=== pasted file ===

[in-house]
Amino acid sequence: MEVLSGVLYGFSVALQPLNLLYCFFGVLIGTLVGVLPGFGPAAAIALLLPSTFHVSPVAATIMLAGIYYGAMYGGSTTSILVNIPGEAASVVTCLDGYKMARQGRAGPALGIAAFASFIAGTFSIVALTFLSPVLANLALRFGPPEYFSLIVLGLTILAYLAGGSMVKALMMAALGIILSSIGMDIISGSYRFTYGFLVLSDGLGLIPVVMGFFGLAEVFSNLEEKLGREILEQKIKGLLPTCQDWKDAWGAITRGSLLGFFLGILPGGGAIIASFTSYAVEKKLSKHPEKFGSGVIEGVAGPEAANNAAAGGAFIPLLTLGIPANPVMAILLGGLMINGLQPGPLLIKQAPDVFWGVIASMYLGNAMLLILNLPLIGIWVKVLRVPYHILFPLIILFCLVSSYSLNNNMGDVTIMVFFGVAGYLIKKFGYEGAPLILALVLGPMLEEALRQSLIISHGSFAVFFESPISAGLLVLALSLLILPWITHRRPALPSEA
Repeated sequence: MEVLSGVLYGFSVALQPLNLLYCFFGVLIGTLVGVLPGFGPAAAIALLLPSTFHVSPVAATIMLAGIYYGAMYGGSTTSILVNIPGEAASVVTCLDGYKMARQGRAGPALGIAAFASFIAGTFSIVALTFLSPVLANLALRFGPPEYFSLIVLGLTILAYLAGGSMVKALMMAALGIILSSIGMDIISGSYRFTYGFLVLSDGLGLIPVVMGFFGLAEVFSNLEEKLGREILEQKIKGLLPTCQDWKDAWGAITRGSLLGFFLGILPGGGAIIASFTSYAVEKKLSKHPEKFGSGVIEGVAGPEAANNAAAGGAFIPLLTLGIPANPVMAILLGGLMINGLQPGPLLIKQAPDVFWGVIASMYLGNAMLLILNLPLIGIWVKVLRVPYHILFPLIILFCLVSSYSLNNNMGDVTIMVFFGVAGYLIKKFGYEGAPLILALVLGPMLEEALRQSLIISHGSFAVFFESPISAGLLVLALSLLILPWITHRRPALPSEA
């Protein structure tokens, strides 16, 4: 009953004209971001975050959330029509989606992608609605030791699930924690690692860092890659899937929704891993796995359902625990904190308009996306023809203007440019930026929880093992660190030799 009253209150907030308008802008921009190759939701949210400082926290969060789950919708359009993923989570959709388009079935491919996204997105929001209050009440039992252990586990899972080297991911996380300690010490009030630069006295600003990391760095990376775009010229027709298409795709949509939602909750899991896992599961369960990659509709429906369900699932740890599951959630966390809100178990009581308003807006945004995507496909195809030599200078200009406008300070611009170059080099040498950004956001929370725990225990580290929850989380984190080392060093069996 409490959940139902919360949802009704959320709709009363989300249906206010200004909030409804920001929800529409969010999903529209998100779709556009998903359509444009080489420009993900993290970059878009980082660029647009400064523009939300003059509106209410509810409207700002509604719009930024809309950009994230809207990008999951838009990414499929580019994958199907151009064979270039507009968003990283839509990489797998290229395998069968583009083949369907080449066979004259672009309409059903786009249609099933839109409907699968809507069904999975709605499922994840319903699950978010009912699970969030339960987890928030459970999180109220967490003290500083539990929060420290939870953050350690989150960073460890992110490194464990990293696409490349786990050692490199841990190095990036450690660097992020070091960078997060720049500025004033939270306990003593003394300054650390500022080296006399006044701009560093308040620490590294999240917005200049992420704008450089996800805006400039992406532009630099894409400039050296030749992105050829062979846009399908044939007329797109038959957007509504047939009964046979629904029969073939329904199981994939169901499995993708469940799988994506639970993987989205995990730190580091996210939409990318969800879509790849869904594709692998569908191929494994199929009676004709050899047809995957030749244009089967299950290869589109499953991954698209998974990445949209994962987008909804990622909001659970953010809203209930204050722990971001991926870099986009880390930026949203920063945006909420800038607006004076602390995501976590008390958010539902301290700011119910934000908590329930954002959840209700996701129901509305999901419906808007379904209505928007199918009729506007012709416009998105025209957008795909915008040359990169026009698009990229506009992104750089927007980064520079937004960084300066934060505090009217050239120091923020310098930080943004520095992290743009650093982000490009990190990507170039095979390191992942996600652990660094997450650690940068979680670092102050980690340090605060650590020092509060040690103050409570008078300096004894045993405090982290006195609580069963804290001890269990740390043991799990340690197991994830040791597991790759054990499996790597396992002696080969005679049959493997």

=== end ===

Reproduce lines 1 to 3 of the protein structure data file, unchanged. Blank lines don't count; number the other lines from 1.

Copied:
[in-house]
Amino acid sequence: MEVLSGVLYGFSVALQPLNLLYCFFGVLIGTLVGVLPGFGPAAAIALLLPSTFHVSPVAATIMLAGIYYGAMYGGSTTSILVNIPGEAASVVTCLDGYKMARQGRAGPALGIAAFASFIAGTFSIVALTFLSPVLANLALRFGPPEYFSLIVLGLTILAYLAGGSMVKALMMAALGIILSSIGMDIISGSYRFTYGFLVLSDGLGLIPVVMGFFGLAEVFSNLEEKLGREILEQKIKGLLPTCQDWKDAWGAITRGSLLGFFLGILPGGGAIIASFTSYAVEKKLSKHPEKFGSGVIEGVAGPEAANNAAAGGAFIPLLTLGIPANPVMAILLGGLMINGLQPGPLLIKQAPDVFWGVIASMYLGNAMLLILNLPLIGIWVKVLRVPYHILFPLIILFCLVSSYSLNNNMGDVTIMVFFGVAGYLIKKFGYEGAPLILALVLGPMLEEALRQSLIISHGSFAVFFESPISAGLLVLALSLLILPWITHRRPALPSEA
Repeated sequence: MEVLSGVLYGFSVALQPLNLLYCFFGVLIGTLVGVLPGFGPAAAIALLLPSTFHVSPVAATIMLAGIYYGAMYGGSTTSILVNIPGEAASVVTCLDGYKMARQGRAGPALGIAAFASFIAGTFSIVALTFLSPVLANLALRFGPPEYFSLIVLGLTILAYLAGGSMVKALMMAALGIILSSIGMDIISGSYRFTYGFLVLSDGLGLIPVVMGFFGLAEVFSNLEEKLGREILEQKIKGLLPTCQDWKDAWGAITRGSLLGFFLGILPGGGAIIASFTSYAVEKKLSKHPEKFGSGVIEGVAGPEAANNAAAGGAFIPLLTLGIPANPVMAILLGGLMINGLQPGPLLIKQAPDVFWGVIASMYLGNAMLLILNLPLIGIWVKVLRVPYHILFPLIILFCLVSSYSLNNNMGDVTIMVFFGVAGYLIKKFGYEGAPLILALVLGPMLEEALRQSLIISHGSFAVFFESPISAGLLVLALSLLILPWITHRRPALPSEA